On the Line: Matthew Krenz of The Asbury



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COURTESY

Executive chef since: May 14, 2016
Age: 31
Previous restaurants: Four Square in Durham, Passion8
Favorite sports team: Panthers, any soccer
Relationship status: Girlfriend, Rachel, developer with Milhaus
Pets: King Charles Cavalier spaniel named Kenzie
Neighborhood: South Charlotte/Huntingtowne Farms
Who is a chef you look up to nationally? (Chicago chef) John Shields 
If you could mandate people try a dish at The Asbury, what would it be? Pork cheeks 

Where do you eat when you’re not working? 
Customshop

When did you know cooking was your future? 
(Chef) Shane (Ingram at Four Square) asked me to be a pastry chef (in 2011). More of an aha moment for me was when I started doing breads there, because it’s incredible that you can take four things and they can be four million different things. You can take water, yeast, salt, and flour, and there can be an infinite number of possibilities with what you get from it. That is one of the coolest things, I think, about what we do. And it translates very much into the savory kitchen, as well.  

What did you learn working with Luca Annunziata at Passion8? 
I found that that smaller, more intimate atmosphere really caters to the type of cuisine that I pursue, and that taught me a lot. It was a big growing part of my career and the things that I was really able to learn about myself. 

You’ve always liked art and studied graphic design. Does art apply to what you do now? 
Absolutely. Thinking of the color wheel, contrasting colors. How can I make something that’s red on the plate stand up a little more off of just a blank canvas? The plates are our canvas. Using a bright green versus a bright red. It’s so obvious and simple, but unless you’re trained in that way, and you’ve trained your eye in that way, there’s these subtle nuances of the visual side of what we do that I don’t think everybody understands or cares about. There are so many people out there that are like, I just want to cook tasty food. And I think that’s awesome. Who doesn’t? I want to be able to show you what I think the food can be.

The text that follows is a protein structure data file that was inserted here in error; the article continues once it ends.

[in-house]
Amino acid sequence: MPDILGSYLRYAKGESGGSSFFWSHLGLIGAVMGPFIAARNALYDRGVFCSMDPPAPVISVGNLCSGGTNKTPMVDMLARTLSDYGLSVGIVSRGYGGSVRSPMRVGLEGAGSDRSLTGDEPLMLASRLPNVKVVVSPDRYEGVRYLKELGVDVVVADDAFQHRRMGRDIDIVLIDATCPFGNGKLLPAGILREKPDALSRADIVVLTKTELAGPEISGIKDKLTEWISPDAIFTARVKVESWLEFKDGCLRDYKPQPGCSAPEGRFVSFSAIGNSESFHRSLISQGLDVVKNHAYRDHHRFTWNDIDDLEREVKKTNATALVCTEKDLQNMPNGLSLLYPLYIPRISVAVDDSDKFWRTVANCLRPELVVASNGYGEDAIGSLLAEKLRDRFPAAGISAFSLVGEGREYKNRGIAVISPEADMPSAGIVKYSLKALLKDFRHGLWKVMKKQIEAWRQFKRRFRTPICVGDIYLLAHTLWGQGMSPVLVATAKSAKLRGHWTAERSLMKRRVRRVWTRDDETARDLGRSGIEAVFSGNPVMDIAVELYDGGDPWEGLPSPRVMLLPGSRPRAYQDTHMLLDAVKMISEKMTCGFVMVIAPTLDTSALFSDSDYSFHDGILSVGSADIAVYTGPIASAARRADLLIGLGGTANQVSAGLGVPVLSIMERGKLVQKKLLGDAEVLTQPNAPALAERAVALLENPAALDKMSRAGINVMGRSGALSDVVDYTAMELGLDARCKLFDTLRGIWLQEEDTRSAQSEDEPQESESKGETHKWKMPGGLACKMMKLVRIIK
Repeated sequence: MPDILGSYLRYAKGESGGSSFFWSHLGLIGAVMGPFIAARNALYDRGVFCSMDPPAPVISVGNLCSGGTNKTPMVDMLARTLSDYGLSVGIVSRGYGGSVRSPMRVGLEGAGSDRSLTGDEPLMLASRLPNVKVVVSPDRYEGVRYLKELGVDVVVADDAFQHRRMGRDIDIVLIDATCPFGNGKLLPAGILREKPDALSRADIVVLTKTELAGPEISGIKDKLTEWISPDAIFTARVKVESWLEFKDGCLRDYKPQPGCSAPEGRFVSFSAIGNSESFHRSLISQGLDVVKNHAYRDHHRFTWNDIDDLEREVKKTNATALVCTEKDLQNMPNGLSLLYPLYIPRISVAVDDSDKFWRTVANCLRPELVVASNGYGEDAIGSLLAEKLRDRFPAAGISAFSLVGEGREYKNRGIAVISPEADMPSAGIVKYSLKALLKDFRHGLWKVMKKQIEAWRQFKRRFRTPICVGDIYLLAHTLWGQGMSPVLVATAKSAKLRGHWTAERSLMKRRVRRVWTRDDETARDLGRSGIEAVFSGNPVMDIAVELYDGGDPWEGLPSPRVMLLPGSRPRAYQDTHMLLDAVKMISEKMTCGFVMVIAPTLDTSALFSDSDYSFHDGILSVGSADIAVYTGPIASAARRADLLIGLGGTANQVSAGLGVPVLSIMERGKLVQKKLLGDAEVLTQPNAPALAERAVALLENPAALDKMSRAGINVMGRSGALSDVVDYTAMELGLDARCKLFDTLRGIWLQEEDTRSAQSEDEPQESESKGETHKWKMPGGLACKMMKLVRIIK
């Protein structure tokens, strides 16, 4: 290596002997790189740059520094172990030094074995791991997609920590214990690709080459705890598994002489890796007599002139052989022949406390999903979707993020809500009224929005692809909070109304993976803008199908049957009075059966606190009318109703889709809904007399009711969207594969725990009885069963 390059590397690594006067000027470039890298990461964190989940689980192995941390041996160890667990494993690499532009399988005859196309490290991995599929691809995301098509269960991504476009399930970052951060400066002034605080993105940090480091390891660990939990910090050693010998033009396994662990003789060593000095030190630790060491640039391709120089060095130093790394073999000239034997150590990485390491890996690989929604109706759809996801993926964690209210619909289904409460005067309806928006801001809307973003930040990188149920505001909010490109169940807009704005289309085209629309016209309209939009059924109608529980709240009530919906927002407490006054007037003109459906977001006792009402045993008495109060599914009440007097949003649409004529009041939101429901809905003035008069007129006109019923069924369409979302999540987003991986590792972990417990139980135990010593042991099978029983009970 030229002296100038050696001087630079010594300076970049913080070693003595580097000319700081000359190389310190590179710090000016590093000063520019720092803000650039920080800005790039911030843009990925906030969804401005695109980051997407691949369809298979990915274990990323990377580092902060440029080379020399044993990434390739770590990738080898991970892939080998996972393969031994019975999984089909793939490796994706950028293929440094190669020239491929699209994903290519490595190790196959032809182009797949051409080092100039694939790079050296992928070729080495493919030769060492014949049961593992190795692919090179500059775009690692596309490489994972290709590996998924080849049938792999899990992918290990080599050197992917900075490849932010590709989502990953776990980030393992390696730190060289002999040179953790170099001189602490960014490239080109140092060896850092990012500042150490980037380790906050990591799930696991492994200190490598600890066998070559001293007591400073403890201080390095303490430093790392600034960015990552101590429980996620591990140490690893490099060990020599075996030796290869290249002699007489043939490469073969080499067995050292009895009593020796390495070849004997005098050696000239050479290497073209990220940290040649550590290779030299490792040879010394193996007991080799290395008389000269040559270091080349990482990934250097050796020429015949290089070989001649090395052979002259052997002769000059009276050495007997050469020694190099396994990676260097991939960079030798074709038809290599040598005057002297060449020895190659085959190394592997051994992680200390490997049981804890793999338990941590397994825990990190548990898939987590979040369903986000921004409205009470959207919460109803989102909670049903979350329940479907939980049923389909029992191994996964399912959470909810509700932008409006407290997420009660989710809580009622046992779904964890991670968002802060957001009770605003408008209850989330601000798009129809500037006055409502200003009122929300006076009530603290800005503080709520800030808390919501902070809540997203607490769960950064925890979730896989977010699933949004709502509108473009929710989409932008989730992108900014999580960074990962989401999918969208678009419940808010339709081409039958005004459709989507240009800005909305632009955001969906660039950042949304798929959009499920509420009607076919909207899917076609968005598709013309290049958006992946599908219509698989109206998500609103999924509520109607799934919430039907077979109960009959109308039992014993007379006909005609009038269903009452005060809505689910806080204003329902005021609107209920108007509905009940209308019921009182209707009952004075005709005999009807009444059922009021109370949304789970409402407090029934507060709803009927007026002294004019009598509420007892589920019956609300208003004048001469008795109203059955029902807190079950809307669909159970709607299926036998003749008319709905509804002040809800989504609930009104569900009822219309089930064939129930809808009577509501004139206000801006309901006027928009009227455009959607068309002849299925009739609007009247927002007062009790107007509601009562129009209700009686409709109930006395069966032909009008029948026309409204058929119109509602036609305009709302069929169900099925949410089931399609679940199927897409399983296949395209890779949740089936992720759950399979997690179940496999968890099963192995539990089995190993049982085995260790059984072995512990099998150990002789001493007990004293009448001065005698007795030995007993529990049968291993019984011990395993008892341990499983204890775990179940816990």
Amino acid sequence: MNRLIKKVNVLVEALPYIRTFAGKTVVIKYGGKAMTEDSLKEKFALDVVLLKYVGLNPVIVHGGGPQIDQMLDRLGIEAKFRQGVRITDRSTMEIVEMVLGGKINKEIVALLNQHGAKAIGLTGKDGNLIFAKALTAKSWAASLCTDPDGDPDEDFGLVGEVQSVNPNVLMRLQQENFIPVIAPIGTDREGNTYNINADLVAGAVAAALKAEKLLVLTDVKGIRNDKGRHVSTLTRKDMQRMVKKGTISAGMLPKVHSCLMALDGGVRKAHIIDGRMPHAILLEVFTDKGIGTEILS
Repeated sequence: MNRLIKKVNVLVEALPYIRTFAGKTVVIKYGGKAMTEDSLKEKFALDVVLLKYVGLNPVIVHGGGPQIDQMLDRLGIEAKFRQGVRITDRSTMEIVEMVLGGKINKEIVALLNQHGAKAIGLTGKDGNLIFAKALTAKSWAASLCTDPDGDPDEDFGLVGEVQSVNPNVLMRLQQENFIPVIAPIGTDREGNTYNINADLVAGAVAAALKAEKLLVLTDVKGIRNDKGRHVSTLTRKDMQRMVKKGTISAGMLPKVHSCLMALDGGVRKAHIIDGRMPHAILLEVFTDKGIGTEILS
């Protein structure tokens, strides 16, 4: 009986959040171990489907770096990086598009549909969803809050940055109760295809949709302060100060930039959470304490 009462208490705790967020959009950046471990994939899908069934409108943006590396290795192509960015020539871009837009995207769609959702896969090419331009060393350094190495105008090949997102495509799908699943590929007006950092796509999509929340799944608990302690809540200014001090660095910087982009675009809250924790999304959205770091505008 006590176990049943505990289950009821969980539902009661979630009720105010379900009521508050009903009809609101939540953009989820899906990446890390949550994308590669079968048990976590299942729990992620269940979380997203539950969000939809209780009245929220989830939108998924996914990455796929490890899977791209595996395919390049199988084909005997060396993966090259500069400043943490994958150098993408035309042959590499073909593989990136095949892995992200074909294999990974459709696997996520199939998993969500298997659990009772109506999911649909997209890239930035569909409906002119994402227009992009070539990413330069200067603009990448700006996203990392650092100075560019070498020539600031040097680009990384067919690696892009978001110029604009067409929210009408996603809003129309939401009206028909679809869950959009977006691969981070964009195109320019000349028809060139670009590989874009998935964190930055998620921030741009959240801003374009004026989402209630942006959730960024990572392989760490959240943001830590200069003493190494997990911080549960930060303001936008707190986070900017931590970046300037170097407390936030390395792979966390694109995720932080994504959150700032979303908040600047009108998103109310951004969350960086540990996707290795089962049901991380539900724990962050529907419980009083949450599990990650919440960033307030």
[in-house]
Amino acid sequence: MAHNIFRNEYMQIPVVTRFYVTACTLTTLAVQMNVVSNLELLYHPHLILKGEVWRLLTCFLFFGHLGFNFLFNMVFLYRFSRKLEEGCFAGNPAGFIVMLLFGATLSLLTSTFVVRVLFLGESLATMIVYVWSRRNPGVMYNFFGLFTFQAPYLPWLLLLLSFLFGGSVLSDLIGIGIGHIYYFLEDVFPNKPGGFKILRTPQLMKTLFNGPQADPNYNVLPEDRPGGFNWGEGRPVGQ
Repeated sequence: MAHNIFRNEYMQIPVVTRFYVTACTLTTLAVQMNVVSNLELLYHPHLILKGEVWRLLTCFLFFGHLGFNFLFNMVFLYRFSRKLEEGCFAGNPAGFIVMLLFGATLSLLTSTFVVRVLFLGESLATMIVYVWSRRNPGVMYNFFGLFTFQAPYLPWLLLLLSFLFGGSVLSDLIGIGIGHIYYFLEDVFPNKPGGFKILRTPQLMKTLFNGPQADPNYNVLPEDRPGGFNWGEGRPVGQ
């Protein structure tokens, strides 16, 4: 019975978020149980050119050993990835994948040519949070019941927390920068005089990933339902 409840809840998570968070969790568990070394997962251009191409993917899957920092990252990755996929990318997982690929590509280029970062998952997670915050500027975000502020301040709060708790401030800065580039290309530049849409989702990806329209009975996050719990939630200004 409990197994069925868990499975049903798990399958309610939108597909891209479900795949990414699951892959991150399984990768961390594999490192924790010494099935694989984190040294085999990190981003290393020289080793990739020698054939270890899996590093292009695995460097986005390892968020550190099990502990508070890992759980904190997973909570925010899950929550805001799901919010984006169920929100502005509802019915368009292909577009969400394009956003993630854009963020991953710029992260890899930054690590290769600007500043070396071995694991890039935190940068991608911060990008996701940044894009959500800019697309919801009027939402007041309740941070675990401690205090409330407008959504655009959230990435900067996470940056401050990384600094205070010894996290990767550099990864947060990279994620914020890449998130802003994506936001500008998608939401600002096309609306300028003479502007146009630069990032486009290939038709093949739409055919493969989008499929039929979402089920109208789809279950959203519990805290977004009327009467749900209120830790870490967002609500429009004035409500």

Where do you see The Asbury going under your guidance? 
I absolutely will continue the trend of pursuing the best local ingredients we can and highlighting them. I’m still going to find the best ingredients that I can and put them on the plate. A lot of my style of food is finding ingredients you maybe wouldn’t put together, or maybe you have and you just didn’t know. I did piquillo peppers, blueberries, and lightly smoked peanuts, and it was really freaking good.

Your family owns a cattle ranch. How does that impact your cooking? 
I get so mad to see these steak houses, and I understand the business part of it. Being somebody who has raised a cow literally from a baby into slaughter, I get so mad that it doesn’t get used. And so, for me, I’ve made it kind of a personal challenge to embrace (the) whole animal. That’s why we have beef heart on the menu right now. 

On days off, what do you do? 
Garden. I have a little herb garden and have fresh tomatoes and cucumbers and all that stuff. Or read—anything that involves not hearing people or ticket machines.

What are you currently reading? 
My Last Supper. It’s all of these chefs talking about what they want on their final meal.

What would you want for your final meal? 
It’s so stupid, but just good bread, really good butter, maybe like some good charcuterie or fois gras pâté or something like that. I’m such a big fan of those traditional forcemeats. I think they’re so underrated. 

Charles Umberger

Entrées such as the pork cheeks, pictured here, show Krenz’s dedication to cooking with whole animals.


This article appears in the November 2016 issue of Charlotte Magazine

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